In the martial arts world, Bill Owens is a rock star.
Sifu (the master) Owens was one of 10 martial arts masters from the U.S. invited to Beijing, China, in 1985 to compete in the prestigious International Chinese Wushu Championships -- an Olympics of martial arts. For years, he was one of the top martial arts competitors in the world.
People have come from all over the world to train at Cascos Martial Arts in East Oakland -- a karate school that Owens runs with his wife, Mary, who is also a former champion black belt holder, affectionately known as "Simu" (teacher's wife).
One former student from Germany sent his son to stay with the Owenses. He felt confident the youth would be in good hands on his first trip to America.
Yet many people who live in the immediate Bay Area are afraid to set foot in Deep East Oakland because of its bad reputation. That negative image was cemented with the killing of four Oakland police officers by a parolee in March 2009. Two of the officers were fatally shot right across the street from the Cascos school on MacArthur Boulevard.
Since then, the Owenses have been struggling to keep Cascos afloat. Last month, Bayview Loan Services, which holds the mortgage on the building, moved to foreclose. Owens had taken out a loan to repair the roof and for his children's college education, but now he's $30,000 in arrears. On Aug. 26, Owens told students that he had no choice but to close.
The announcement was a like a body blow to East Oakland, where Cascos has been a community institution for the last four decades.
Students, their parents, former students and community activists immediately began mobilizing to save the school. They held a news conference and bombarded the lender with phone calls, demanding they cancel the Sept. 11 sale date.
Student after student testified about how Cascos has remained a beacon of light as East Oakland grappled with economic hardship and violent crime. It is one of the few remaining safe places in this part of the city for youth to go where they can learn life-affirming skills in a safe environment.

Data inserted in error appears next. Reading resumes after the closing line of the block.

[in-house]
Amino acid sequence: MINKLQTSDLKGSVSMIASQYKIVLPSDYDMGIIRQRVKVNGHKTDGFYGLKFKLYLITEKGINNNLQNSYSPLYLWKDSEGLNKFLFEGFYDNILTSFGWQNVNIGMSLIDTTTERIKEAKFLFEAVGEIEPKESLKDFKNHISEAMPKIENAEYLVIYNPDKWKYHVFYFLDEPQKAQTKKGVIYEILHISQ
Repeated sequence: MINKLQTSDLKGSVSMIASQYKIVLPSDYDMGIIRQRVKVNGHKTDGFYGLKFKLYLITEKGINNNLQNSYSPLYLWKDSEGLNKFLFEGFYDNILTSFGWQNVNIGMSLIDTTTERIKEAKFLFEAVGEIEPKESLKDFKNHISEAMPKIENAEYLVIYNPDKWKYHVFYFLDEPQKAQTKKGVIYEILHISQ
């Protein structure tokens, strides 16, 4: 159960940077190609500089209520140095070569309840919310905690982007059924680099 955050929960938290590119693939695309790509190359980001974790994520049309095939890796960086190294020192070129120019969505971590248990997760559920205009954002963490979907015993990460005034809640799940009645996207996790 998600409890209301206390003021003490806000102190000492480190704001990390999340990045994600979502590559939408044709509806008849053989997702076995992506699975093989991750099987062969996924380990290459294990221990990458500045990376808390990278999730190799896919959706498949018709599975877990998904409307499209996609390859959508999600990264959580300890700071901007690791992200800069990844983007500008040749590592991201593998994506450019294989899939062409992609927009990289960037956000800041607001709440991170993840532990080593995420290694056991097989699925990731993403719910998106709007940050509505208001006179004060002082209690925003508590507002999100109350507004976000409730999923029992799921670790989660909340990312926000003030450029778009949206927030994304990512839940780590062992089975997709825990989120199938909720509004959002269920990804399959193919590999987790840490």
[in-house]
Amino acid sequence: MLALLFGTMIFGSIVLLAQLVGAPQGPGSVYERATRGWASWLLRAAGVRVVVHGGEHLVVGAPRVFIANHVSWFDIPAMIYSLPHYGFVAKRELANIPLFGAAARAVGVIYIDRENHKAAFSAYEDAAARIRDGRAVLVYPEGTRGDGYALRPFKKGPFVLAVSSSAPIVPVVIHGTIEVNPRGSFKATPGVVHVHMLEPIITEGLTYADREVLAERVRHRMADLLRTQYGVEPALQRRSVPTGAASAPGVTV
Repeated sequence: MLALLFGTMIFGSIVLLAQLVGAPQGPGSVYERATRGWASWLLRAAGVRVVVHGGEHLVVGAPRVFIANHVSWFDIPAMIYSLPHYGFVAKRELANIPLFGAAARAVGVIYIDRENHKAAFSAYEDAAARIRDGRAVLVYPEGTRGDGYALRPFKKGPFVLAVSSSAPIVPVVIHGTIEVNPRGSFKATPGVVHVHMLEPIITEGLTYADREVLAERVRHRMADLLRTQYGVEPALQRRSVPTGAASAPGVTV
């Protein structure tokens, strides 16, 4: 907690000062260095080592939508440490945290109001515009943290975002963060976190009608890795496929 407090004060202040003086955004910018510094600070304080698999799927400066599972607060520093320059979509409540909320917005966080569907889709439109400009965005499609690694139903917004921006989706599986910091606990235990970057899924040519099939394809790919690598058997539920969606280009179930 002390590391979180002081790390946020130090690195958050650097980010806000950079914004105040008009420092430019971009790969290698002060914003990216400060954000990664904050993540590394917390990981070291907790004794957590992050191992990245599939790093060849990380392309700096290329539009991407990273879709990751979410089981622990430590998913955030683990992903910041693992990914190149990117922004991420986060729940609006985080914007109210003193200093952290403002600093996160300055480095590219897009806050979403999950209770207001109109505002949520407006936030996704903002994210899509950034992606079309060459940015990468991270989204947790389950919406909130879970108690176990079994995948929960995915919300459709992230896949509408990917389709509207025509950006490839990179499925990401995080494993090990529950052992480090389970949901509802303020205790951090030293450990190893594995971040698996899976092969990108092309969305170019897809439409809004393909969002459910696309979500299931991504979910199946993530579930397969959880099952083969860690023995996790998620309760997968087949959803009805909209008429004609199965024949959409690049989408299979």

There is no greater contrast than the youth hanging out on the corners on MacArthur Boulevard and those learning self-defense and mental discipline at a Cascos martial arts class. In a culture that glorifies violence, Owens teaches kids to use their minds rather than their fists.
"I can't even tell you how many students that he has prevented from going into anti-social behavior in East Oakland," says Robert Terrance, a student who is rallying to save the school. "Then there are the number of his students who have gone into law enforcement at all levels, from highway patrol to the sheriff's department to OPD to the FBI."
There are families who have studied under Owens for generations.
Terrance, a 58-year-old attorney, sent both of his now-adult children to Cascos. Now he brings his 12-year-old daughter. He makes the trek all the way from Santa Cruz.
Tjuana Smylie, 45, trained with Owens as a teen and later got her black belt. Now the West Oakland resident brings her teenage son for classes. She wants him to learn the same skills that helped her later in life -- discipline, self-control and confidence.
"I still drive my son to East Oakland and make the sacrifice because there is something really unique about the care that they put into it," Smylie says. "It's a labor of love for them."
That labor of love meant the Owenses didn't turn people away when they could no longer pay, which surely also led to their current financial difficulties.
Community pressure -- along with assistance from Assemblyman Sandre Swanson's office, which has been helping Owens negotiate with the lender -- has paid off for the time being. The lender agreed to postpone the sale date by 30 days.
Owens has until Oct. 11 to prove to the bank that he can sign up enough students for the next six months to cover the mortgage.
Owens says it's time for Cascos supporters to help him land at least 60 students. He is calling on the community to sponsor students, starting at $50 per month.
"I'm telling people I love you to death," Owens says. "But the banks don't take hugs."